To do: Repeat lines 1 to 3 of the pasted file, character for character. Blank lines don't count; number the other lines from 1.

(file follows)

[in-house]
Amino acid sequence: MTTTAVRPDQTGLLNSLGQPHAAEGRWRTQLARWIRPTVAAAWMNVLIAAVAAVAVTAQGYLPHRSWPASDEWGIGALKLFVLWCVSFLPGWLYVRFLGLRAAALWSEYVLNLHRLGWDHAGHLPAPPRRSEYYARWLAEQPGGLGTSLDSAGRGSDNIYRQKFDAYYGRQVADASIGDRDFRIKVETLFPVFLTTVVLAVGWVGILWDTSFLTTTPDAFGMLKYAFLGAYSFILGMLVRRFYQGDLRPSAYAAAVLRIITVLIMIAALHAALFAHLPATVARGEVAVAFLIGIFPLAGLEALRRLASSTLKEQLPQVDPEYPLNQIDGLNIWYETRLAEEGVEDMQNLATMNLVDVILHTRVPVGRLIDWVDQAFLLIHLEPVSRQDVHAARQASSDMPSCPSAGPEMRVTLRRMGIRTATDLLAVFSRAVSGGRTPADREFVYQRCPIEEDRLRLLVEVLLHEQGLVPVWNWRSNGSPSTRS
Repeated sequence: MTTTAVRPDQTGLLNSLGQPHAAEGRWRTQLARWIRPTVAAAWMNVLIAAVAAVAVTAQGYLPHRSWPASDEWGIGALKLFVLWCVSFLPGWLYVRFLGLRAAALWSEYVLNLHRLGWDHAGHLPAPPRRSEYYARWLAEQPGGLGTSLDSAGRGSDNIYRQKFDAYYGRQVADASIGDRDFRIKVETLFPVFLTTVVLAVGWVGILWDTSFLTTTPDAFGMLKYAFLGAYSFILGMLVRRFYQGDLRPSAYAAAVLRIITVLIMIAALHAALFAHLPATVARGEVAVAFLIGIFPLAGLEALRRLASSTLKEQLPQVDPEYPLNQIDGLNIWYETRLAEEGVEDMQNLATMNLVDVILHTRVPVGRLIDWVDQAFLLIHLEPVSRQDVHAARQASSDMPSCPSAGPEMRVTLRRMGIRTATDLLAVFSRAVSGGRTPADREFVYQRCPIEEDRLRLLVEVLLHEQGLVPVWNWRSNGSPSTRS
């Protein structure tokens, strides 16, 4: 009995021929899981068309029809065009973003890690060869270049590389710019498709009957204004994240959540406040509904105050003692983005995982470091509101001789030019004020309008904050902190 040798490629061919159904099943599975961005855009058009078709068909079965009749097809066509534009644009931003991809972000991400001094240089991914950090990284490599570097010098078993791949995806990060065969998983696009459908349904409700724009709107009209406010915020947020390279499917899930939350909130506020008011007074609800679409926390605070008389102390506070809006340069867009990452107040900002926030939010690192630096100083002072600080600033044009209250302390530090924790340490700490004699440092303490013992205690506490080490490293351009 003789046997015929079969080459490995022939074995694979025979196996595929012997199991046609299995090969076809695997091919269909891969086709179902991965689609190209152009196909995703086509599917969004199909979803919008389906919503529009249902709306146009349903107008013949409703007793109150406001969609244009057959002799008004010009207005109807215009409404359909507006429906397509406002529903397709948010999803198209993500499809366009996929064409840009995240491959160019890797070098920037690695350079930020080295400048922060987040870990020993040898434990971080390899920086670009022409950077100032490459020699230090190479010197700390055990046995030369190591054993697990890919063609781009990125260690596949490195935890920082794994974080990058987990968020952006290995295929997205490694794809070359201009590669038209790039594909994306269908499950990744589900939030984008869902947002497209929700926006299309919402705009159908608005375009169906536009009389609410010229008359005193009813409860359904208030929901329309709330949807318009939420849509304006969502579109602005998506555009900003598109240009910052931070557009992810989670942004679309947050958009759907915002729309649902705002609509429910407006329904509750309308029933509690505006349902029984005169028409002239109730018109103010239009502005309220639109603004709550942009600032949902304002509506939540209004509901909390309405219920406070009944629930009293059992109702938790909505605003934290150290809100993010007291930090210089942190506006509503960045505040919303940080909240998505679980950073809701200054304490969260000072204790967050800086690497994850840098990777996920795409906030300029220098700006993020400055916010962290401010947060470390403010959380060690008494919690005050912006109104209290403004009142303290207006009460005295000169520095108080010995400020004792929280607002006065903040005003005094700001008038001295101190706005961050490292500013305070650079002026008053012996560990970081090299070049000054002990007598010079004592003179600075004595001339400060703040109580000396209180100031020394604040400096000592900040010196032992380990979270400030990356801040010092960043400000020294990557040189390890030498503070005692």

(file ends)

[in-house]
Amino acid sequence: MTTTAVRPDQTGLLNSLGQPHAAEGRWRTQLARWIRPTVAAAWMNVLIAAVAAVAVTAQGYLPHRSWPASDEWGIGALKLFVLWCVSFLPGWLYVRFLGLRAAALWSEYVLNLHRLGWDHAGHLPAPPRRSEYYARWLAEQPGGLGTSLDSAGRGSDNIYRQKFDAYYGRQVADASIGDRDFRIKVETLFPVFLTTVVLAVGWVGILWDTSFLTTTPDAFGMLKYAFLGAYSFILGMLVRRFYQGDLRPSAYAAAVLRIITVLIMIAALHAALFAHLPATVARGEVAVAFLIGIFPLAGLEALRRLASSTLKEQLPQVDPEYPLNQIDGLNIWYETRLAEEGVEDMQNLATMNLVDVILHTRVPVGRLIDWVDQAFLLIHLEPVSRQDVHAARQASSDMPSCPSAGPEMRVTLRRMGIRTATDLLAVFSRAVSGGRTPADREFVYQRCPIEEDRLRLLVEVLLHEQGLVPVWNWRSNGSPSTRS
Repeated sequence: MTTTAVRPDQTGLLNSLGQPHAAEGRWRTQLARWIRPTVAAAWMNVLIAAVAAVAVTAQGYLPHRSWPASDEWGIGALKLFVLWCVSFLPGWLYVRFLGLRAAALWSEYVLNLHRLGWDHAGHLPAPPRRSEYYARWLAEQPGGLGTSLDSAGRGSDNIYRQKFDAYYGRQVADASIGDRDFRIKVETLFPVFLTTVVLAVGWVGILWDTSFLTTTPDAFGMLKYAFLGAYSFILGMLVRRFYQGDLRPSAYAAAVLRIITVLIMIAALHAALFAHLPATVARGEVAVAFLIGIFPLAGLEALRRLASSTLKEQLPQVDPEYPLNQIDGLNIWYETRLAEEGVEDMQNLATMNLVDVILHTRVPVGRLIDWVDQAFLLIHLEPVSRQDVHAARQASSDMPSCPSAGPEMRVTLRRMGIRTATDLLAVFSRAVSGGRTPADREFVYQRCPIEEDRLRLLVEVLLHEQGLVPVWNWRSNGSPSTRS